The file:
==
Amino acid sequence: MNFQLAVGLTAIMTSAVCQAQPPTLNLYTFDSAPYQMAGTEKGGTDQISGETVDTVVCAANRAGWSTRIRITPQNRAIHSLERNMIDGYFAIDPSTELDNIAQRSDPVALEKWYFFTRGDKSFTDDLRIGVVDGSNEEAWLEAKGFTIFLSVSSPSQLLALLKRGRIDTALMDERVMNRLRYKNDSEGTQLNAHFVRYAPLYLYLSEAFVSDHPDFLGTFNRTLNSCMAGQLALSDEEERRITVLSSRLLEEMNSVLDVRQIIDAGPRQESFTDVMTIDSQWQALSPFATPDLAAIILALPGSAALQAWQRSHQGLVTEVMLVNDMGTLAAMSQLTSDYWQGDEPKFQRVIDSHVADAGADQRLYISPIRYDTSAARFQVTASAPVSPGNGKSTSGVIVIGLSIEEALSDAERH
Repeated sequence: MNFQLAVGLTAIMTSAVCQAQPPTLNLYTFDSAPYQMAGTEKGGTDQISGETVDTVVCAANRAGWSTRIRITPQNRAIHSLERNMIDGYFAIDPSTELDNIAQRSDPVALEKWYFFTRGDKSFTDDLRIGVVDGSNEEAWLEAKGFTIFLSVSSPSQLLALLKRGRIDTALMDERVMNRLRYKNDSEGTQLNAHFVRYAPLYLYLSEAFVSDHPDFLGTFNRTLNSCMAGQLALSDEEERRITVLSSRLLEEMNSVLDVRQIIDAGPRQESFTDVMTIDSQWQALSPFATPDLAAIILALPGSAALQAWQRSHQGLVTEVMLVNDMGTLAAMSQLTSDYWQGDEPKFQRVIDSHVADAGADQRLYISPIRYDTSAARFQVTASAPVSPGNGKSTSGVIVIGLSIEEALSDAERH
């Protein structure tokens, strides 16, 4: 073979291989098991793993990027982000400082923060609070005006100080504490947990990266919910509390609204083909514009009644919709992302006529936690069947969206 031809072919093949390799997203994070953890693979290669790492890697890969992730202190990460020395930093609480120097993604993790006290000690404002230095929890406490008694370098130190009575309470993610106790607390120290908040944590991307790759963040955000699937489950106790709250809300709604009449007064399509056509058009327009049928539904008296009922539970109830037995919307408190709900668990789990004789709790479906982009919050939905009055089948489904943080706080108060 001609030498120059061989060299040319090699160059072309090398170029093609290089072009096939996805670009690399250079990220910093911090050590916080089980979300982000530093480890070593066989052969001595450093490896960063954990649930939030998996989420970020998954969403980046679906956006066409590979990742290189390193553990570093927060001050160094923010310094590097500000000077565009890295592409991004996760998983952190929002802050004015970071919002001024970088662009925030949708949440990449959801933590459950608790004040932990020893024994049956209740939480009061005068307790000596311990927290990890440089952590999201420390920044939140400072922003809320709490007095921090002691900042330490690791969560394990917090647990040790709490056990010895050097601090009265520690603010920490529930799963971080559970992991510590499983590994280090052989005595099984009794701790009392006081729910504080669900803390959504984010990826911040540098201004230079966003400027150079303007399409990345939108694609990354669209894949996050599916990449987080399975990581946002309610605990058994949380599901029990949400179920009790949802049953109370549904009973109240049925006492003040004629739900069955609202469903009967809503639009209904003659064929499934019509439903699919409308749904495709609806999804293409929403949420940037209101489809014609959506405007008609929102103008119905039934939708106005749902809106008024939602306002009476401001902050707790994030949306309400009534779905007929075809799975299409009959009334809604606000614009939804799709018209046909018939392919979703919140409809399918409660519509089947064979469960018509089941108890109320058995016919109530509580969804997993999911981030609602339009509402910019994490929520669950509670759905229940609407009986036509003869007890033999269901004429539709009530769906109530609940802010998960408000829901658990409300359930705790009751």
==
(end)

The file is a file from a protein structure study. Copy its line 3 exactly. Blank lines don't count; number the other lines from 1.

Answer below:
């Protein structure tokens, strides 16, 4: 073979291989098991793993990027982000400082923060609070005006100080504490947990990266919910509390609204083909514009009644919709992302006529936690069947969206 031809072919093949390799997203994070953890693979290669790492890697890969992730202190990460020395930093609480120097993604993790006290000690404002230095929890406490008694370098130190009575309470993610106790607390120290908040944590991307790759963040955000699937489950106790709250809300709604009449007064399509056509058009327009049928539904008296009922539970109830037995919307408190709900668990789990004789709790479906982009919050939905009055089948489904943080706080108060 001609030498120059061989060299040319090699160059072309090398170029093609290089072009096939996805670009690399250079990220910093911090050590916080089980979300982000530093480890070593066989052969001595450093490896960063954990649930939030998996989420970020998954969403980046679906956006066409590979990742290189390193553990570093927060001050160094923010310094590097500000000077565009890295592409991004996760998983952190929002802050004015970071919002001024970088662009925030949708949440990449959801933590459950608790004040932990020893024994049956209740939480009061005068307790000596311990927290990890440089952590999201420390920044939140400072922003809320709490007095921090002691900042330490690791969560394990917090647990040790709490056990010895050097601090009265520690603010920490529930799963971080559970992991510590499983590994280090052989005595099984009794701790009392006081729910504080669900803390959504984010990826911040540098201004230079966003400027150079303007399409990345939108694609990354669209894949996050599916990449987080399975990581946002309610605990058994949380599901029990949400179920009790949802049953109370549904009973109240049925006492003040004629739900069955609202469903009967809503639009209904003659064929499934019509439903699919409308749904495709609806999804293409929403949420940037209101489809014609959506405007008609929102103008119905039934939708106005749902809106008024939602306002009476401001902050707790994030949306309400009534779905007929075809799975299409009959009334809604606000614009939804799709018209046909018939392919979703919140409809399918409660519509089947064979469960018509089941108890109320058995016919109530509580969804997993999911981030609602339009509402910019994490929520669950509670759905229940609407009986036509003869007890033999269901004429539709009530769906109530609940802010998960408000829901658990409300359930705790009751």